Métis and First Nations have a homeland mentality. Industry officials represented outside interests who were doing what they always do. Extract profit and bring the rewards back to their companies. Yet they found ways to coexist, at least in earlier years. In 1885, Louis Riel demonstrated this Métis perspective where they saw themselves culturally reflected in the land, far beyond narrow business, financial or managerial considerations:
“We did not rebel. This is not a rebellion…. We do not belong to the Hudson’s Bay company…The halfbreeds of the Territories are the owners of the soil they occupy. They have an interest in the country for which they have never parted. They desired to have an equitable arrangement made for their interest; they defend themselves; they stand on the rights made before the transfer.”
Louis Riel – Interview, May 19, 1885 (Source : the Pursuit of Louis Riel, edited by Barry J. Begenstein)
The Federal government is in a longstanding conflict of interest. Because they exist within a historic trustee relationship with indigenous people, protecting Métis culture in its historic sense means settling Mètis land rights and issues around self government. Most often knowledge companies or regulatory bodies instead do “scientific” assessments but leave out the most important elements that deal with cultural and societal connections to the land and resources. These elements are often the most problematic when it comes to the possibility of partnerships in industry and development.
Governments have been poor managers with respect to assisting Métis in democratic and fiscal matters and as we have seen lately, they also stood by in denial while Métis governance faltered, not willing to get involved and bring the real issues to the surface – issues like sovereignty (land rights) and self government, self sufficiency and nation to nation relationships.
If we believe what we read on the social media and blogs, or prevailing media talking points, indigenous economies and capitalism cannot coexist. Yet, I wonder if one of the big ecological ‘differences’ between liberal capitalism and indigenous economies isn’t so much the issue of exploitation (all societies use the land to suit their own advantage and will do so to its ‘carrying capacity’) but, as Thomas Berger pointed out, it is in the perception of the place as either ‘homeland’ or ‘hinterland’.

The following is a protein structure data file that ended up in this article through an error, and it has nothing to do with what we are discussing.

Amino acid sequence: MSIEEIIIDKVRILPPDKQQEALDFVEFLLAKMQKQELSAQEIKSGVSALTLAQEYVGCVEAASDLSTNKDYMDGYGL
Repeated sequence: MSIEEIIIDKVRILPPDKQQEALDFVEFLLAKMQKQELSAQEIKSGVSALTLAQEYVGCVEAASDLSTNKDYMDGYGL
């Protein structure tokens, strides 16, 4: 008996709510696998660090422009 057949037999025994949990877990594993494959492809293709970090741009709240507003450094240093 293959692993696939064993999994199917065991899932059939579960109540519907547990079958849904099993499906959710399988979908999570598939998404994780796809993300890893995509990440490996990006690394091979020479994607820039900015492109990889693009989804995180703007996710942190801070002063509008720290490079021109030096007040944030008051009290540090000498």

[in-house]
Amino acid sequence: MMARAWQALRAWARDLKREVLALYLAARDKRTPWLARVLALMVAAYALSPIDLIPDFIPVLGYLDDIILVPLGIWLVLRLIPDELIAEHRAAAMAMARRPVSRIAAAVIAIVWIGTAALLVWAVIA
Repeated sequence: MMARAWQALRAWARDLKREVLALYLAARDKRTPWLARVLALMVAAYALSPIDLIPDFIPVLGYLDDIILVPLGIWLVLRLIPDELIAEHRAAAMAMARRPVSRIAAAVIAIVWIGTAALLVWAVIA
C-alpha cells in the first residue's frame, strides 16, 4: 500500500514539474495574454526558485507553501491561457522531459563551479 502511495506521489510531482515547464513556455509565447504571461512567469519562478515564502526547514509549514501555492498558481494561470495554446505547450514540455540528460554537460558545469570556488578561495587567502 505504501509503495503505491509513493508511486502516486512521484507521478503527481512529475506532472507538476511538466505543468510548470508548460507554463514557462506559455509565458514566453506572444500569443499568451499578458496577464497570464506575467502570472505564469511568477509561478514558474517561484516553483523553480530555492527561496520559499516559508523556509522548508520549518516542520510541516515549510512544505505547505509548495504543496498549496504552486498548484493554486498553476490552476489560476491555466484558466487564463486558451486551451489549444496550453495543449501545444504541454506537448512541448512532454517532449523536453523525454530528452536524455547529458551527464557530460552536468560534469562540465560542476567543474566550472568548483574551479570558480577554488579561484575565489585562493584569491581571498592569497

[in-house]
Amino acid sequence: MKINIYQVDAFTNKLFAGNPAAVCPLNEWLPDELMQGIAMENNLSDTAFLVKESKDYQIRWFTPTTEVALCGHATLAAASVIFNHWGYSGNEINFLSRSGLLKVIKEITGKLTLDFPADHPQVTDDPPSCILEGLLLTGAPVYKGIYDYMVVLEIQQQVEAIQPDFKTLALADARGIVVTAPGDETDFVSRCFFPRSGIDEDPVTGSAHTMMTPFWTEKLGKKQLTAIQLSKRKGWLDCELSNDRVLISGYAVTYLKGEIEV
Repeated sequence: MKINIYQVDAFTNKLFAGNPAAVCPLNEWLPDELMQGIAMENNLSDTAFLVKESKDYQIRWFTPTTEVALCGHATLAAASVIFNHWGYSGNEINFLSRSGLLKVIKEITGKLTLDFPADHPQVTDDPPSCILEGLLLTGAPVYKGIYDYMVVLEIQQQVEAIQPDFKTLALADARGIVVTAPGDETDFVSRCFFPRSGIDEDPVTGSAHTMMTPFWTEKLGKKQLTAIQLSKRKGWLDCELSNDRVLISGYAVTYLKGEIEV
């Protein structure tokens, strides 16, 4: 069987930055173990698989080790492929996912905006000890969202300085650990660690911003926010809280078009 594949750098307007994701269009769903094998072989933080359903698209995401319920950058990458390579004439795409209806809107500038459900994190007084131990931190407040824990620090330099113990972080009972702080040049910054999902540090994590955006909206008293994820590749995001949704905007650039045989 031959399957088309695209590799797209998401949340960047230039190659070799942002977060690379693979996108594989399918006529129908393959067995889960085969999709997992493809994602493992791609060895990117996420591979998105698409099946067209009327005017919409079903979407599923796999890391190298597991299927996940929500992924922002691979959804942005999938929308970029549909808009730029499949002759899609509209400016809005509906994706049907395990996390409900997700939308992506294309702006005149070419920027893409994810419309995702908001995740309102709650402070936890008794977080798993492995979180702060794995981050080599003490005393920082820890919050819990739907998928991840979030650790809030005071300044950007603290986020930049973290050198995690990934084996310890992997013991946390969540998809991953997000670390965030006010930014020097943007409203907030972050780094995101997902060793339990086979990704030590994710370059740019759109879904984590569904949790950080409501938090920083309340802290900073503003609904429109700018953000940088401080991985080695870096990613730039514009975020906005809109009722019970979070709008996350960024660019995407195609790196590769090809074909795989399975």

Berger was commissioned to do a study on whether a pipeline should proceed in the Mackenzie in the Yukon in the 1970s. He came at the pressure for pipelines differently. He thought there should be a 10 year moratorium on pipeline development in the Mackenzie valley to ensure that governments deal with First Nations and Métis self government and land claims. Then if pipelines are built, there should be partnerships to support this. This cultural positioning would, in this viewpoint, be best for the region.
If there is always another ‘hinterland’ to exploit you won’t ‘conserve’ the resources because it isn’t in your best interests to do so. On the other hand, if you have a ‘location’ that is considered a home you treat it as if you are never going to leave and you get to know it as you would a friend.
Homes take on spiritual significance; frontier/hinterlands are a means to an end (usually wealth).
Homelands are still ‘exploited’ because you have to live, but the cultural positioning of that is very different. So while hinterlands (like the kind Enbridge is creating in the North) reduce and homogenize in order to construct a landscape designed for a specific function (to carry oil), those that call the area ‘home’ (an increasingly larger number of Canadians who see themselves reflected in the land itself) understand the region in a much more nuances, and specific, way. Understanding place from a ‘homeland’ perspective (and unlike First Nations and Mètis, Canadians are just now becoming ‘self-aware’ enough to realize the value of ‘home’) transforms issues from ‘an economic balance of risk and reward’ to ‘what is right/best for our specific community’.
I am arguing that all these mega-projects as flashpoints really illustrate whether Métis and others will co-shape how Canada will define itself for successive generations. Instead of competing agendas and ideologies, we need to change the dominant image of exchange to accommodate notions of shared homeland.
At our best, capital and Indigenous economies can find common ground and determine what is right for this country. We can settle land claims and it will improve the country if we shift our cultural positioning from ‘hinterland to homeland’.